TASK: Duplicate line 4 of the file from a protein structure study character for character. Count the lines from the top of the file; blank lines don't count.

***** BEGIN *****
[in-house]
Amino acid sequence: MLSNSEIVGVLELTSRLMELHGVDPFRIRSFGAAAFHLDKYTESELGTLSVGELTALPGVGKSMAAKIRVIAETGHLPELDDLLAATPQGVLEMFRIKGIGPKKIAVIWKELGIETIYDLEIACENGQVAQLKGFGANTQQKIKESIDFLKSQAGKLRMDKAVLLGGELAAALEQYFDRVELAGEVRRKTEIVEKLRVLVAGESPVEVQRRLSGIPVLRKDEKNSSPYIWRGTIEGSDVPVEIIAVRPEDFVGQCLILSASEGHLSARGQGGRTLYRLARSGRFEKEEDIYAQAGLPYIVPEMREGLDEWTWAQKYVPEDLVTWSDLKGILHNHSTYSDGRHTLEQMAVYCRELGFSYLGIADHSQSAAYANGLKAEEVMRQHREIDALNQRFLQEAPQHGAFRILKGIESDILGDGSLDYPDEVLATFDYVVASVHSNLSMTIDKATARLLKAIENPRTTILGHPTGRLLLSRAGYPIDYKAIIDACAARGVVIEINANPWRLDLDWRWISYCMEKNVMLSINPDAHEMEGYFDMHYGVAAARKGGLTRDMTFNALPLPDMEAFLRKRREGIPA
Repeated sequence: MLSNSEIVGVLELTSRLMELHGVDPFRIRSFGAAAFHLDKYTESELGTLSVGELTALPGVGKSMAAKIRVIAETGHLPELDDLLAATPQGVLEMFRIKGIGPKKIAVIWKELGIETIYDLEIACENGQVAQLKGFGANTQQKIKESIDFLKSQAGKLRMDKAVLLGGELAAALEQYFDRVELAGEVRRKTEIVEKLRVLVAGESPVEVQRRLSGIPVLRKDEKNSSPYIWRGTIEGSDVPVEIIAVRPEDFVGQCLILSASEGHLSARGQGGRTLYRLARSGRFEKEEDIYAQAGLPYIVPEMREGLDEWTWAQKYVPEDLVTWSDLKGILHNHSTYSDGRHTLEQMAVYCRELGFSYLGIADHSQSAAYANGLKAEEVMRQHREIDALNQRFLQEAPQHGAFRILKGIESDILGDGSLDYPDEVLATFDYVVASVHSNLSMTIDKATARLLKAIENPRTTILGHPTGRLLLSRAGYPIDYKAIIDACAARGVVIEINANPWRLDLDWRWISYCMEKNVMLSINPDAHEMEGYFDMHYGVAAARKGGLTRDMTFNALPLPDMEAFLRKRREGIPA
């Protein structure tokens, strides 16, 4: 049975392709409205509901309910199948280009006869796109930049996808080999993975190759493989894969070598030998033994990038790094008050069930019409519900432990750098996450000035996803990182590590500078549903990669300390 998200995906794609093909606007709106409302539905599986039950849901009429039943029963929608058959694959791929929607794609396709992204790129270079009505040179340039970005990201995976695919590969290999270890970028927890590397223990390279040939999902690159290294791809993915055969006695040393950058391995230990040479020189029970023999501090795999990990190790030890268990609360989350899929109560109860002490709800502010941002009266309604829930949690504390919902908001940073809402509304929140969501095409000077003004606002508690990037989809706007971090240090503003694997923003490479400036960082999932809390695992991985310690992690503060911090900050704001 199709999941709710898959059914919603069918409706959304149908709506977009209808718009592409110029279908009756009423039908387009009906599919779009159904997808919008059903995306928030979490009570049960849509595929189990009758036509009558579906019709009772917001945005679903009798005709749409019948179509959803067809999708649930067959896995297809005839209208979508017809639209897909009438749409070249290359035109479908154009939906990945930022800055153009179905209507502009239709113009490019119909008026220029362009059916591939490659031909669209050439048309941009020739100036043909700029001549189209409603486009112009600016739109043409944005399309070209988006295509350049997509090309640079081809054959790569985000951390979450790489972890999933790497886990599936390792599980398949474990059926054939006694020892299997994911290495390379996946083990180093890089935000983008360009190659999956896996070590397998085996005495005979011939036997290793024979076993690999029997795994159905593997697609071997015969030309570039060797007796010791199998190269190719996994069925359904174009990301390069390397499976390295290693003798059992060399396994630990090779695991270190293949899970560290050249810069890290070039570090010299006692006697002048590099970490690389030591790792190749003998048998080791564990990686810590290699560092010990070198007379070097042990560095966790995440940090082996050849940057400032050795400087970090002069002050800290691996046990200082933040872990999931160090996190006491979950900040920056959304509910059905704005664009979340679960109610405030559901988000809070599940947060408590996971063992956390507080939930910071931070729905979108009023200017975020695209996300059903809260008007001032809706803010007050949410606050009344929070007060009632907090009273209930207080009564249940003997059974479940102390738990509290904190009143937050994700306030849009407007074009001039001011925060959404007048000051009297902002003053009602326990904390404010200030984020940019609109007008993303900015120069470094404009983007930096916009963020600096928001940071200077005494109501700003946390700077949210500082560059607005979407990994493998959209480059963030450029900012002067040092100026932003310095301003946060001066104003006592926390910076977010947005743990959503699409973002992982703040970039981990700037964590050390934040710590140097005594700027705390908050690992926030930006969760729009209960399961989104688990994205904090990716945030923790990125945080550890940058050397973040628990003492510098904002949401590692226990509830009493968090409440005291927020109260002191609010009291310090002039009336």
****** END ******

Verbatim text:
């Protein structure tokens, strides 16, 4: 049975392709409205509901309910199948280009006869796109930049996808080999993975190759493989894969070598030998033994990038790094008050069930019409519900432990750098996450000035996803990182590590500078549903990669300390 998200995906794609093909606007709106409302539905599986039950849901009429039943029963929608058959694959791929929607794609396709992204790129270079009505040179340039970005990201995976695919590969290999270890970028927890590397223990390279040939999902690159290294791809993915055969006695040393950058391995230990040479020189029970023999501090795999990990190790030890268990609360989350899929109560109860002490709800502010941002009266309604829930949690504390919902908001940073809402509304929140969501095409000077003004606002508690990037989809706007971090240090503003694997923003490479400036960082999932809390695992991985310690992690503060911090900050704001 199709999941709710898959059914919603069918409706959304149908709506977009209808718009592409110029279908009756009423039908387009009906599919779009159904997808919008059903995306928030979490009570049960849509595929189990009758036509009558579906019709009772917001945005679903009798005709749409019948179509959803067809999708649930067959896995297809005839209208979508017809639209897909009438749409070249290359035109479908154009939906990945930022800055153009179905209507502009239709113009490019119909008026220029362009059916591939490659031909669209050439048309941009020739100036043909700029001549189209409603486009112009600016739109043409944005399309070209988006295509350049997509090309640079081809054959790569985000951390979450790489972890999933790497886990599936390792599980398949474990059926054939006694020892299997994911290495390379996946083990180093890089935000983008360009190659999956896996070590397998085996005495005979011939036997290793024979076993690999029997795994159905593997697609071997015969030309570039060797007796010791199998190269190719996994069925359904174009990301390069390397499976390295290693003798059992060399396994630990090779695991270190293949899970560290050249810069890290070039570090010299006692006697002048590099970490690389030591790792190749003998048998080791564990990686810590290699560092010990070198007379070097042990560095966790995440940090082996050849940057400032050795400087970090002069002050800290691996046990200082933040872990999931160090996190006491979950900040920056959304509910059905704005664009979340679960109610405030559901988000809070599940947060408590996971063992956390507080939930910071931070729905979108009023200017975020695209996300059903809260008007001032809706803010007050949410606050009344929070007060009632907090009273209930207080009564249940003997059974479940102390738990509290904190009143937050994700306030849009407007074009001039001011925060959404007048000051009297902002003053009602326990904390404010200030984020940019609109007008993303900015120069470094404009983007930096916009963020600096928001940071200077005494109501700003946390700077949210500082560059607005979407990994493998959209480059963030450029900012002067040092100026932003310095301003946060001066104003006592926390910076977010947005743990959503699409973002992982703040970039981990700037964590050390934040710590140097005594700027705390908050690992926030930006969760729009209960399961989104688990994205904090990716945030923790990125945080550890940058050397973040628990003492510098904002949401590692226990509830009493968090409440005291927020109260002191609010009291310090002039009336």